Editor’s Letter: Let’s all be a part of the solution, not part of the pollution


2 Sep 2021



Written By Victoria Garside



They might not be the sexiest of topics but global climate change and other environmental problems facing our planet are still very important matters requiring our ongoing attention.

The public and live events industry is not a small contributor to these problems either. Positively, from my own experience working in the industry, many major events and festivals are already pretty mindful of impacts they have on the environment, and I have read (and written) many Environmental Management Plans in my time. We’ve tried to highlight a few of the major Australian festivals striving to be more sustainable as part of this month’s features. But there is more work to do to make greener events an industry standard.

It’s going to take all event organisers and B2B event suppliers across Australia amending fundamental business practices in order to affect any real and lasting change. It’s not a temporary solution, we literally need to change how we do business and make events – period.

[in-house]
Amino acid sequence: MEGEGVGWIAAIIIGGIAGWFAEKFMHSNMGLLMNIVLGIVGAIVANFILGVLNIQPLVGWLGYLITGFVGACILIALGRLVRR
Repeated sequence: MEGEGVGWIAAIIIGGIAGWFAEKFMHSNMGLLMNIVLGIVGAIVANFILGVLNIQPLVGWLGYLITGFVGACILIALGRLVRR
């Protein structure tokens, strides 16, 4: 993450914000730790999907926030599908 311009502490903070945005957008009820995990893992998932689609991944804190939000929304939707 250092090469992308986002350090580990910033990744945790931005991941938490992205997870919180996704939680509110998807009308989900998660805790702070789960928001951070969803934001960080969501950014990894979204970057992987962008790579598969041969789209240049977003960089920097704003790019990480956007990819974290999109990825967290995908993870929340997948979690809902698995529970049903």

There are ample small and easy changes that every business can make standard company policy right now. As an example, the splendidly titled website ‘Be An UnFucker dot com’ promotes some decent tips on their socials about how to “unfuck your office” environment. Very simple switches any business can make include:

  • swapping out standard dunny roll for 100% recycled or bamboo,
  • providing tupperware in the office kitchen for staff,
  • having scrap paper upcycled into notebooks,
  • switching to a renewable energy supplier,
  • banning single use plastics around the office and at own business events, and
  • adding an office ‘plant a tree day’ to the team-building social diary.

The site also encourages taking the “unfuckery” to the streets by providing staff with eco reusable cups. Removing disposable coffee cups, and especially lids, from the daily coffee run can make a huge impact in and of itself. It’s a win-win really… what business doesn’t love a branded merch op!?

Cnairn Rice Husk Eco Reusable Cups

There are many other policy changes that event businesses can make to lower their carbon footprint around the office. Some additional ideas include:

  • implement policies to go paperless or cut down on general printing by digitising project and account folders and setting the office printer to print double-sided as standard,
  • use a shredding company for sensitive data who recycle paper once it’s been destroyed,